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Overweight and obesity in non-pregnant women of childbearing age in South Africa: subgroup regression analyses of survey data from 1998 to 2017

Abstract

Background

Overweight and obesity in adults are increasing globally and in South Africa (SA), contributing substantially to deaths and disability from non-communicable diseases. Compared to men, women suffer a disproportionate burden of obesity, which adversely affects their health and that of their offspring. This study assessed the changing patterns in prevalence and determinants of overweight and obesity among non-pregnant women in SA aged 15 to 49 years (women of childbearing age (WCBA)) between 1998 and 2017.

Methods

This paper conducts secondary data analysis of seven consecutive nationally representative household surveys—the 1998 and 2016 SA Demographic and Health Surveys, 2008, 2010–2011, 2012, 2014–2015 and 2017 waves of the National Income Dynamics Survey, containing anthropometric and sociodemographic data. The changing patterns of the overweight and obesity prevalence were assessed across key variables. The inferential assessment was based on a standard t-test for the prevalence. Adjusted odds ratios from logistic regression analysis were used to examine the factors associated with overweight and obesity at each time point.

Results

Overweight and obesity prevalence among WCBA in SA increased from 51.3 to 60.0% and 24.7 to 35.2%, respectively, between 1998 and 2017. The urban-rural disparities in overweight and obesity decreased steadily between 1998 and 2017. The prevalence of overweight and obesity among WCBA varied by age, population group, location, current smoking status and socioeconomic status of women. For most women, the prevalence of overweight and/or obesity in 2017 was significantly higher than in 1998. Significant factors associated with being overweight and obese included increased age, self-identifying with the Black African population group, higher educational attainment, urban area residence, and wealthier socioeconomic quintiles. Smoking was inversely related to being overweight and obese.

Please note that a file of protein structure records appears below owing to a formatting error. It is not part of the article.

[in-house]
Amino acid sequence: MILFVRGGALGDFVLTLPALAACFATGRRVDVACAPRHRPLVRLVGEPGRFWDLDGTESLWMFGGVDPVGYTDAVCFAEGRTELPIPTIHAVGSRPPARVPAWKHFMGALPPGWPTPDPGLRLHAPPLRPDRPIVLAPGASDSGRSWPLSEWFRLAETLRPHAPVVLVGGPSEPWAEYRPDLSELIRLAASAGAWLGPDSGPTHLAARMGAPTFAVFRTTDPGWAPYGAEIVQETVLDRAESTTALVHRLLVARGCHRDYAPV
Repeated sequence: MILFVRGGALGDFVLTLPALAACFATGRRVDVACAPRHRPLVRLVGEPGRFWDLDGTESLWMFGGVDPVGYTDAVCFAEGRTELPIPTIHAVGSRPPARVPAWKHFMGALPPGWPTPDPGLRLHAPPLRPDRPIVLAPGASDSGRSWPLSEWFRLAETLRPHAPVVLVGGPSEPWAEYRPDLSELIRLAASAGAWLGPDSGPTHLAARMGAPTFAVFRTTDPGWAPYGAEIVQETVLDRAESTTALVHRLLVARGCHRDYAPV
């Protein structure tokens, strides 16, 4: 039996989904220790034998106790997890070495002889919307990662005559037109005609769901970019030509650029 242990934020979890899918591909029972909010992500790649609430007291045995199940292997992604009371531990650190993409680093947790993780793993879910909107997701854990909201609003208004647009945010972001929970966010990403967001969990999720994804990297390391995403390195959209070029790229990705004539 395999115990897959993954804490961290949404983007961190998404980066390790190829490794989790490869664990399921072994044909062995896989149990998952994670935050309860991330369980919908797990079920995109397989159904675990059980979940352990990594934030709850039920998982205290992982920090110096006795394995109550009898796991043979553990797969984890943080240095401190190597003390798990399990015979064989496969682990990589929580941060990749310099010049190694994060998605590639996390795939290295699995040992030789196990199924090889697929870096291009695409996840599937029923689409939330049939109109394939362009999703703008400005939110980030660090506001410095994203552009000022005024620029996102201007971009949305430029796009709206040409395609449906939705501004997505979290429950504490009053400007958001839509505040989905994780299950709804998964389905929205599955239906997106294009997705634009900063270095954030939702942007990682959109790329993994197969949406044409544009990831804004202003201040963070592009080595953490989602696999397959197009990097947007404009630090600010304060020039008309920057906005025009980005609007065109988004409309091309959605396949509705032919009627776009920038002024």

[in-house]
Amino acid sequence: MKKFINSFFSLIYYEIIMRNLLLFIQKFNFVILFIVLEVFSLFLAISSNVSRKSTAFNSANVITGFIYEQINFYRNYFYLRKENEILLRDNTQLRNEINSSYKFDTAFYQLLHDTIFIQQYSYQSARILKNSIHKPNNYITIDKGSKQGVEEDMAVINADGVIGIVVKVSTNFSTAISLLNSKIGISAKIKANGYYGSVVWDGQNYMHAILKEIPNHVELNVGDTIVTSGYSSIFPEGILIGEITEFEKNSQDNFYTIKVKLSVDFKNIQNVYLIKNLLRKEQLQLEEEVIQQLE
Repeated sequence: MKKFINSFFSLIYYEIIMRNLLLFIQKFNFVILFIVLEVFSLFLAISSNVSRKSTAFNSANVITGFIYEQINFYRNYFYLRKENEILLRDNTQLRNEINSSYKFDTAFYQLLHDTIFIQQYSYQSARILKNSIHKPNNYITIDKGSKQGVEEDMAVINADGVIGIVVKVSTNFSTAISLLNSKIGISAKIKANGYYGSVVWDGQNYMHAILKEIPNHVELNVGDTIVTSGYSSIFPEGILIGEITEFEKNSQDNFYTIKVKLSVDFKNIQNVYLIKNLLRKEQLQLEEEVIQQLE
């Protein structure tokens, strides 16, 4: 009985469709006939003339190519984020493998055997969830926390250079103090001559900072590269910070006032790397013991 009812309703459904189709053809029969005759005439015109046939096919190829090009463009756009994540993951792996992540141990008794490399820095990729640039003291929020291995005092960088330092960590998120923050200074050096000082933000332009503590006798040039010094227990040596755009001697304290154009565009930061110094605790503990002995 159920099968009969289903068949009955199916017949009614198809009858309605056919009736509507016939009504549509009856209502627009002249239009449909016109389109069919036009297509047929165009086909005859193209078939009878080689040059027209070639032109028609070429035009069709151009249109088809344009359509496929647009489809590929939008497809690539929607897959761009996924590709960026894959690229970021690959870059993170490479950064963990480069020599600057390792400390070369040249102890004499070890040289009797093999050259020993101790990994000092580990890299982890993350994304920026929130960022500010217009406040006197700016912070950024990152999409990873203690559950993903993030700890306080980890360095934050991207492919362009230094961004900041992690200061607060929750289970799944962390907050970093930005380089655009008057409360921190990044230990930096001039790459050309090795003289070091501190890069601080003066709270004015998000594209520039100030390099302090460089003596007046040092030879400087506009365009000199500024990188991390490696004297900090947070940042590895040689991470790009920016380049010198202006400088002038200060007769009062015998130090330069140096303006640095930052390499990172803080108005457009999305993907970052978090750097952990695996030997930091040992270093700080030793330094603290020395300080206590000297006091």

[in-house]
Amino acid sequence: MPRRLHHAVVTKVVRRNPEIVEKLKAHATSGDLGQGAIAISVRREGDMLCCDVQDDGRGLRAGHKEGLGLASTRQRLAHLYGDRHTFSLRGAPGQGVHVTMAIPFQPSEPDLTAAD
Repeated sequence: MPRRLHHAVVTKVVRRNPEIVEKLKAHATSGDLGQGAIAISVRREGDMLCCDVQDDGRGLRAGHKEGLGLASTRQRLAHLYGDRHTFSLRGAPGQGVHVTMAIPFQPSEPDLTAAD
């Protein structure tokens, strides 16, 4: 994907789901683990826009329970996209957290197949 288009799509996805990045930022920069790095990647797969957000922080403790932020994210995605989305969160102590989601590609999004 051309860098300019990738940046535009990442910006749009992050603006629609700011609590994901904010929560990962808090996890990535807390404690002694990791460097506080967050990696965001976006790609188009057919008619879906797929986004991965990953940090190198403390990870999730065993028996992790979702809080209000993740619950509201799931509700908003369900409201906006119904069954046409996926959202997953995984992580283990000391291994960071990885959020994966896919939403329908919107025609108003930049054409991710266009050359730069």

Conclusions

The increasing trend in overweight and obesity in WCBA in SA demands urgent public health attention. Increased public awareness is needed about obesity and its health consequences for this vulnerable population. Efforts are needed across different sectors to prevent excessive weight gain in WCBA, focusing on older women, self-identified Black African population group, women with higher educational attainment, women residing in urban areas, and wealthy women.